Vietnamese bank reports another hacker attack on SWIFT money transfer system

A man rides a motorcycle past the Vietnamese commercial Tien Phong bank in Hanoi May 13, 2016 © Kham
Vietnam's Tien Phong Bank told Reuters it had thwarted an attempted cyber heist that used fraudulent SWIFT messages. The technique was similar to February’s massive breach at the Bangladesh central bank.

According to the media, an attempted malware attack on the Hanoi-based TPBank occurred in late 2015. The hackers tried to transfer more than $1.1 million of funds.

The bank said it intercepted the attempt quickly, immediately contacting the parties involved.

The attack "did not cause any losses. It had no impact on the SWIFT system in particular and the transaction system between the bank and customers in general," TPBank said in a statement in response to inquiries from Reuters.

Transfers were being made using an outside vendor’s infrastructure. The Vietnamese bank didn’t reveal the name of the service provider, saying it had stopped working with them and switched to using a new system from SWIFT that offers a higher level of security.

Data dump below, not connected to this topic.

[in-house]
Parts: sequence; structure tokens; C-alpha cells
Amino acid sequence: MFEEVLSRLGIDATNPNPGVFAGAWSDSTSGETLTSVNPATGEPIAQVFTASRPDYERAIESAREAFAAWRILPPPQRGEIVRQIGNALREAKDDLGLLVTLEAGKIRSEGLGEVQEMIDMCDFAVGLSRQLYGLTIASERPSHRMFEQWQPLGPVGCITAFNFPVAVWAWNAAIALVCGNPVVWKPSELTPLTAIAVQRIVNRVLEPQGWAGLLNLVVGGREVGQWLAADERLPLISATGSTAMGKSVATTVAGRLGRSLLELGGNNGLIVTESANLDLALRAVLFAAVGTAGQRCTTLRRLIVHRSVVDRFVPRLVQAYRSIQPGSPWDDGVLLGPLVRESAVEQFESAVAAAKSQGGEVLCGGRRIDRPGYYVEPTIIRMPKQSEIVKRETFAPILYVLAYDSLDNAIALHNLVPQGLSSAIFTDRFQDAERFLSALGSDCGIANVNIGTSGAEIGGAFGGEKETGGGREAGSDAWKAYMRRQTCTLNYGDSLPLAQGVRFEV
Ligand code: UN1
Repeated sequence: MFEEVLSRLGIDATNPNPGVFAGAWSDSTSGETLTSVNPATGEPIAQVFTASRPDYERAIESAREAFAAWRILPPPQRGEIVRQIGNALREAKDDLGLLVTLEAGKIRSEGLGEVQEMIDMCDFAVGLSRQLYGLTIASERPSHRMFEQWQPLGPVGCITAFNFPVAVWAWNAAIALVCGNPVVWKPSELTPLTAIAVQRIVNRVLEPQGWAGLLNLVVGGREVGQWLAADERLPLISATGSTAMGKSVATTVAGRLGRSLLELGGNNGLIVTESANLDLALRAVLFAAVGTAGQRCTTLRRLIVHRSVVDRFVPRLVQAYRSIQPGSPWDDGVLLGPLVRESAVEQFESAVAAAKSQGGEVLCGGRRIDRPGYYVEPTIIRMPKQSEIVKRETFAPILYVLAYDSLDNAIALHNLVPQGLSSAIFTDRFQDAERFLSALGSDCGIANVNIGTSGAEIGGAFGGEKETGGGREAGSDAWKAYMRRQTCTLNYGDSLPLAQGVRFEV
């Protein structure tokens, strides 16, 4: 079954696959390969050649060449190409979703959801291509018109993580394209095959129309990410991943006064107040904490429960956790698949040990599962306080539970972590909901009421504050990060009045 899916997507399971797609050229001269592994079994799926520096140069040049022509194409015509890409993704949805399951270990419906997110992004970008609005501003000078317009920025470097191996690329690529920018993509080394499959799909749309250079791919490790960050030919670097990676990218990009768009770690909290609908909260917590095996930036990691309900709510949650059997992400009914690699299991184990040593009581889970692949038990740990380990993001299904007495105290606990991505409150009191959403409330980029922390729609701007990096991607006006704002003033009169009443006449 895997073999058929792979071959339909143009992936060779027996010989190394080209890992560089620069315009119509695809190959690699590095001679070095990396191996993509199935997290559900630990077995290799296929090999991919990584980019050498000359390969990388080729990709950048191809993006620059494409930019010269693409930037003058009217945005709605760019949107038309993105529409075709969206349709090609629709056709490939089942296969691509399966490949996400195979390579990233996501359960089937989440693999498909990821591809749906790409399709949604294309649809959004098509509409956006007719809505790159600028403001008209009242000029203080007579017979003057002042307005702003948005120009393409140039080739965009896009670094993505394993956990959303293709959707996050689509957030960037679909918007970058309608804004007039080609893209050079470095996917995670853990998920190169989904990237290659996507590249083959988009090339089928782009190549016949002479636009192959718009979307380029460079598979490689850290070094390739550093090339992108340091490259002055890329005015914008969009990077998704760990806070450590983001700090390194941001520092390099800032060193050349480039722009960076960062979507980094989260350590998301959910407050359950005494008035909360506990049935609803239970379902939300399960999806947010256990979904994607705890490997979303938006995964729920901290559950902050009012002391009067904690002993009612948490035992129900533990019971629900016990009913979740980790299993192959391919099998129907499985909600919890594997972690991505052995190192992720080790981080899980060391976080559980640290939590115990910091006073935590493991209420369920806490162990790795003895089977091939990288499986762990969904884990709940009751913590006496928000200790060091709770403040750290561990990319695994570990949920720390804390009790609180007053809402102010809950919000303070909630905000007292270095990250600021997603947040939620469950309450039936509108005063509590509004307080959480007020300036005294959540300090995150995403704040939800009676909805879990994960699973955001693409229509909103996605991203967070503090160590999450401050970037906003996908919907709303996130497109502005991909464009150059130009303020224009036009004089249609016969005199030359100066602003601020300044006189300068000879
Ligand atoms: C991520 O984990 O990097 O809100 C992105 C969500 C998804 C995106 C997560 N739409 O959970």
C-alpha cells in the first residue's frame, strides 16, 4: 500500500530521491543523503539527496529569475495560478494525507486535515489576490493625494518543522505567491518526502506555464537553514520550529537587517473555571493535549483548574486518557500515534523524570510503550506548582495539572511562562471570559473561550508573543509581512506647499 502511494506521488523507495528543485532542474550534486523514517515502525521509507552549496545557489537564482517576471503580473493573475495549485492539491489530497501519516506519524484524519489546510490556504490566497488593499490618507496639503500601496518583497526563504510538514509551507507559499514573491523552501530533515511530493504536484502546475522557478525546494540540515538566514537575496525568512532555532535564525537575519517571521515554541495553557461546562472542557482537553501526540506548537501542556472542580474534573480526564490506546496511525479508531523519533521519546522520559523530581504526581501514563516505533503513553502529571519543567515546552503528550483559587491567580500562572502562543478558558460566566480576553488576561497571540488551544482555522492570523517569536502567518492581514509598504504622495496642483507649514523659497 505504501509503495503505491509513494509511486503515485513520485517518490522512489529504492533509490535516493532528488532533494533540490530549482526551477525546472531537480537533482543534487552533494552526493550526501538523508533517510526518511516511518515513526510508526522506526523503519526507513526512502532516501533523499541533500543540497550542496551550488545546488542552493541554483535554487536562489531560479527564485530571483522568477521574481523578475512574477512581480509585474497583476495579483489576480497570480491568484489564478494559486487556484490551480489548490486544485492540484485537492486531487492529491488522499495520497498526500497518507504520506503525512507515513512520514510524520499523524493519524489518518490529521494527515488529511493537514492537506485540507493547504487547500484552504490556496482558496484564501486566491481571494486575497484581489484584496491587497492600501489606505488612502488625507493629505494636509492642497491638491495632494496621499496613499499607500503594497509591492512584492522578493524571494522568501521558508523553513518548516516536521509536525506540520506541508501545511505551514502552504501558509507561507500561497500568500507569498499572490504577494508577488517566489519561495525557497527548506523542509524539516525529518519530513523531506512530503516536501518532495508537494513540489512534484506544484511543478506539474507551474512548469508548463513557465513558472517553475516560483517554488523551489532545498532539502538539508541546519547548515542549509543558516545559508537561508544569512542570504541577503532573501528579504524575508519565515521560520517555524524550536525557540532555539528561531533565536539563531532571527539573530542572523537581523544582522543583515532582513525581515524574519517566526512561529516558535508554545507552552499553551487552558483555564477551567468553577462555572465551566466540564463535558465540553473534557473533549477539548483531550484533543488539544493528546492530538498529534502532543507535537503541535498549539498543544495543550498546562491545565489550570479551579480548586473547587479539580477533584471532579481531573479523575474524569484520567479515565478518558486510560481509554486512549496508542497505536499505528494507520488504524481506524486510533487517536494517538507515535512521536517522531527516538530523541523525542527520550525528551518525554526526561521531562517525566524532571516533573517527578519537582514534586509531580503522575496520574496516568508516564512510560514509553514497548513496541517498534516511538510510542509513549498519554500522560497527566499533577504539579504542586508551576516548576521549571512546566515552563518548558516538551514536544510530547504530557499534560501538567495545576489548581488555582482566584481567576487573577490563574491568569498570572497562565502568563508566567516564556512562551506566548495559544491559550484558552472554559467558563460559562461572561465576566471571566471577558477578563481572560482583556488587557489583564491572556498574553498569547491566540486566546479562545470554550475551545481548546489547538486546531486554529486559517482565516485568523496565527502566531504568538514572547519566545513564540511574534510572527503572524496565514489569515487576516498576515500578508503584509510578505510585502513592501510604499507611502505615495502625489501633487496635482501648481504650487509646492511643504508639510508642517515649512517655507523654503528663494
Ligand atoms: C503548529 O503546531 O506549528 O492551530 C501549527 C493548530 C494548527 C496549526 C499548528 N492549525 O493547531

In April, SWIFT released a security update for the software that 11,000 financial institutions use to access its network.

It followed an incident when SWIFT was apparently compromised in an $81-million cyber heist from the US Federal Reserve account of the Bangladesh central bank. Attackers attempted to transfer nearly $1 billion out of the bank’s account.

A note to SWIFT customers said the attackers obtained valid computer credentials for operators to authorize, create and approve SWIFT messages.The criminals then submitted fraudulent messages by impersonating those people.

READ MORE: SWIFT reports new ‘sophisticated’ malware attack

This month, SWIFT (global provider of money transfer services) warned of a second cyber attack case, which could have affected at least one other financial institution.

Without naming the new targets, SWIFT said intruders had managed to bypass risk controls potentially exposing the system to the possibility of illegal money transfers.